10. Jonathan PHELPS (Jonathan, Nicholas) was born[23] on 13 Apr 1687 in, Perquimans County, North Carolina, he died on 4 Dec 1732 in, Perquimans. Jonathan married Elizabeth TOMS, daughter of Francis TOMS and Margaret BOGUE, on 16 Feb 1720/1721 in Perquimans. Elizabeth was born[24] 20 9mo (Nov) 1699 in Perquimans, died between 16 Feb and Jul 1769. (SEE TOMS AND BOGUE FAMILIES).


Jonathan is the 2nd child in this family with this name, the 1st Jonathan probably died young[25].


Jonathan purchased 100 acres from Francis Tomes on the NE side of Perquimans River on 18 Jan 1728[26].


On 8 Aug 1733 Elisabeth, widow of Jonathan, of Massachusetts Bay, Boston purchased 100 acres from Wm Jones for 140 pounds on the NE side of River ajacent to Wm Lawrence[27] and on 7 Jul 1734 gave 80 acres of this land to Morning, her daughter, for affection[28], I wonder why she is said to be from Boston, maybe because Jonathan was a merchant. Could they have been there when he died?


Elisabeth married  2nd Zachariah Nixon, Jr. soon after 3 Jul 1734, Perquimans. Her will was dated 16 Feb 1769, proved July court 1769. In her will she names son: Francis, grand-children Joseph Nixon, Zachariah, Miriam, Caroline, Christopher, and Samuel Nicholson; grand-children: Margaret, Miriam, Jonathan, Mourning, and Elizabeth Newby;  grand-sons: Zachariah Newby and Jonathan Phelps, grand-children Elizabeth Winslow, Benjamin and Dorothy Phelps, Mourning Henley and Elizabeth Toms; sons Zachariah and Francis Nixon, Exrs. Test, Francis Tomes and Caleb Toms[29].


Jonathan and Elizabeth had the following children:

          11 M       i. Henry PHELPS was born on 5 Mar 1724/1725 and died between May and Jul 1752.

          12 F       ii. Elisabeth PHELPS was born[30] on 28 Aug 1729 in Perquimans County, North Carolina. Elisabeth was reported married to John Symons 6 Jan 1747/8 in Perquimans. She married 2nd Joseph Anderson 5 Dec 1750. They had a daughter, Mourning, who married 9 Jan 1768, Joseph Henley[31].

          13 M   iii.   Jonathan PHELPS was born on 28 Feb 1730/1731, Perquimans County, North Carolina and died in 1759. He announced his intention to marry[32] Dorothy JORDAN 5 Dec 1750 in Perquimans. Dorothy was born about 1730 in Nansemond County, Virginia. She was the daughter Mathew Jordan and Dorothy Newby of Isle of Wight, Virginia. Jonathan Phelps petitioned the court July 1755, for "Lycence to keep an Ordinary at his now Dwelling house", which was granted.  An Act of Assembly was passed the same year for "Establishing a public Ferry, from Phelps point, to Newby's point, whereon the Courthouse Now Stands, on Perq Rier," and it was agreed to pay said Jonathan "one of said ferry men 4 pounds, and Nathan Newby the Other Ferry man," the same, for "setting over ferry free Inhabitants of said County at Court times, Elections, Members of Assembly, Vestry men, and Musters, In said County" Security; James Sitterson, Joseph Ratcliff. in April 1759 Jonathan Phelps and Nathan Newby petitioned for their pay, "for Maintaining a Publick ferry, from Phelps Point to Newby's Point", it was granted.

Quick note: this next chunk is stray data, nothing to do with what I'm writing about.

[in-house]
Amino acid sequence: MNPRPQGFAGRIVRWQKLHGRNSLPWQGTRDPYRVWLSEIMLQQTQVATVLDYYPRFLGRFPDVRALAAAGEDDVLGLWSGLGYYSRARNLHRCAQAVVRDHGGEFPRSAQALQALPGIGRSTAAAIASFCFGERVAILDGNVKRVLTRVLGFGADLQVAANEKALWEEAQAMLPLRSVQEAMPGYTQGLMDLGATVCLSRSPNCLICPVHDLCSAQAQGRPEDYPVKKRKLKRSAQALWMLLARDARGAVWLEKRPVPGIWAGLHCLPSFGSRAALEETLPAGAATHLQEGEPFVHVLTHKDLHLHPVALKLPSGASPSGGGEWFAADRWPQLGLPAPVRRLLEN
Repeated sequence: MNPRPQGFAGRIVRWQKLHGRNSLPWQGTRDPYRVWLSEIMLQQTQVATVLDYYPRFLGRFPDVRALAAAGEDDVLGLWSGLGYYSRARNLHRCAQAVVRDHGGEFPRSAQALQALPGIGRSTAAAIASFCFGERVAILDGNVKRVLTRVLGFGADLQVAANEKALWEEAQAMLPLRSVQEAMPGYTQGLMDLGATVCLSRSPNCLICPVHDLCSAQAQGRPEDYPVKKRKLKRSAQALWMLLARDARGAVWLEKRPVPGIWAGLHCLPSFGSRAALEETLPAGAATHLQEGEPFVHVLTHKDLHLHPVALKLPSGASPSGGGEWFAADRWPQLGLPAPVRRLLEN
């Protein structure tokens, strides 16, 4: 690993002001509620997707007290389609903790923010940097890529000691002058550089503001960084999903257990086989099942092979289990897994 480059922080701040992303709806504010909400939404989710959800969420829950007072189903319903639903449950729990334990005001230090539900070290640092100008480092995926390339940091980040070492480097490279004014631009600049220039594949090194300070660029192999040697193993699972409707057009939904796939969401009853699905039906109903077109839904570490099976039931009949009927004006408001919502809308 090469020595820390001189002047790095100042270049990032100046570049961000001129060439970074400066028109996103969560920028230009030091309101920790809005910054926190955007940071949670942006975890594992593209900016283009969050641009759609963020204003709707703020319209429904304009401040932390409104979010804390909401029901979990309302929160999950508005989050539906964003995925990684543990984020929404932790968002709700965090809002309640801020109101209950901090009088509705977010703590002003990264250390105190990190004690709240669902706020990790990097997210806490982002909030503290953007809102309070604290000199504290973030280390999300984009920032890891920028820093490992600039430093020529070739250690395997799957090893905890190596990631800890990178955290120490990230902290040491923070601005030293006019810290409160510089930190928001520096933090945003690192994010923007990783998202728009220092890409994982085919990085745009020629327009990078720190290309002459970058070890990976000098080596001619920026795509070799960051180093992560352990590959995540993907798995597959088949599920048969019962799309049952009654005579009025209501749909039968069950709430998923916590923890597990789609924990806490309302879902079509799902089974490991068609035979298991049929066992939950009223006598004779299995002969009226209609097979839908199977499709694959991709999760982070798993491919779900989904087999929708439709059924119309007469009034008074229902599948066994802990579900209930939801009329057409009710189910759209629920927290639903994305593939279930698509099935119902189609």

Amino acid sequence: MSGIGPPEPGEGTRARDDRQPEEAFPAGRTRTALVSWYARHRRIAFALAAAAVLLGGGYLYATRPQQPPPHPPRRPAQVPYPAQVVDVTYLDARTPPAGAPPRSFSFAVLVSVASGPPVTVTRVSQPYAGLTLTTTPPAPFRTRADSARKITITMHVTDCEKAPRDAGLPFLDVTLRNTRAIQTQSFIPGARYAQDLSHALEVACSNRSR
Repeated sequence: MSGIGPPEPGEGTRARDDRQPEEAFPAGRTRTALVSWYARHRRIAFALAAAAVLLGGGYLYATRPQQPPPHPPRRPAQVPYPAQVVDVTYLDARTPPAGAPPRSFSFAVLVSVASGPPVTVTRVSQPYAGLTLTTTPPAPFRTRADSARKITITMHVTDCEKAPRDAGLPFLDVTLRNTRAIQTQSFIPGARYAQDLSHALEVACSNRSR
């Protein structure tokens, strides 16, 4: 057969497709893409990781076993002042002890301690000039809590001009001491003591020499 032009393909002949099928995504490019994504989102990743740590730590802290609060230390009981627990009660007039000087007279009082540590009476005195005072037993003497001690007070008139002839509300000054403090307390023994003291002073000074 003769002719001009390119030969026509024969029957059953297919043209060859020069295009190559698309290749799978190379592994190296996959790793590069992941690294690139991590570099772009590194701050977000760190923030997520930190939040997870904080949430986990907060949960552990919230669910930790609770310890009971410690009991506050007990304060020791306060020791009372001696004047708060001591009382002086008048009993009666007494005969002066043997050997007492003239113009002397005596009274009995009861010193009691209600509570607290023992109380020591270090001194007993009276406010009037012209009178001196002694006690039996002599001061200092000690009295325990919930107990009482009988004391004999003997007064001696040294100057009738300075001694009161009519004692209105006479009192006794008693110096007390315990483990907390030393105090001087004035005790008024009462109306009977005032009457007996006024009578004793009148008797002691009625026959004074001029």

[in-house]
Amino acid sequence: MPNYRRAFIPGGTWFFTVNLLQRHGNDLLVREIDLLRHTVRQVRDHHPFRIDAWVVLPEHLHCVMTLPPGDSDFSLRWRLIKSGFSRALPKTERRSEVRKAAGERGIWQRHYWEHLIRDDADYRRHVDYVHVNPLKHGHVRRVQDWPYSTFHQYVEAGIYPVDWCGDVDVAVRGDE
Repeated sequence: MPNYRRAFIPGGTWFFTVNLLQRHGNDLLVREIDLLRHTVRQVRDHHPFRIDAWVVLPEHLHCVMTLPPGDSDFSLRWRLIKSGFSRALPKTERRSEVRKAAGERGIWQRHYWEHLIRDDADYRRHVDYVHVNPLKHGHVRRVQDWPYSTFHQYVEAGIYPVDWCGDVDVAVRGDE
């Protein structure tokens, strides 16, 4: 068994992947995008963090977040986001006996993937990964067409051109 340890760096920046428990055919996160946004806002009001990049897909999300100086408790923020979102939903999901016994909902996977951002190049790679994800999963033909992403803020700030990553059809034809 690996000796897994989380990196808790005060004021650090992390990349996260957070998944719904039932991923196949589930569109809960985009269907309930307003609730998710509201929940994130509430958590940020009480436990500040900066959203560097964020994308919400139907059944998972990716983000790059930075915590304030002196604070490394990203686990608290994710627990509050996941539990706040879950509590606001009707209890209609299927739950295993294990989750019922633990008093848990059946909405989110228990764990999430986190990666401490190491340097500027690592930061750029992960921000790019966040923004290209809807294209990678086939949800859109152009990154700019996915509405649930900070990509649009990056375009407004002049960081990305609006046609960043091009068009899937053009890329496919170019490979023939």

14 F       iv.  Mourning PHELPS was born on 10 Dec 1732, Perquimans County, North Carolina and died before 1775. She married Mark NEWBY 4 Feb 1750 at the house of Zachriah Nixon, her step father, in Perquimans.




Fifth Generation



11. Henry PHELPS (Jonathan, Jonathan, Nicholas) was born[33] on 5 Mar 1724/1725 in Perquimans County, North Carolina. He died[34] between May and Jul 1752 in Perquimans. Henry and Margaret NEWBY announced their intention to marry on 3 Aug 1748, at the house of John Phelps in Perquimans. She was the daughter of Francis NEWBY and Huldah HUNNICUTT. (SEE NEWBY and HUNNICUTT FAMILIES) Margaret was born on 29 May 1728 in Perquimans County, North Carolina. Margaret was reported married 2nd to Joseph Outland 3 Oct 1753, Perquimans Monthly Meeting[35]. She probably died before 1789 when Joseph's will was made. Margaret is mentioned in her 1st husband's will, but not her 2nd husband's. Joseph Outland mentions, daughters: Mary, Sarah, and Martha[36].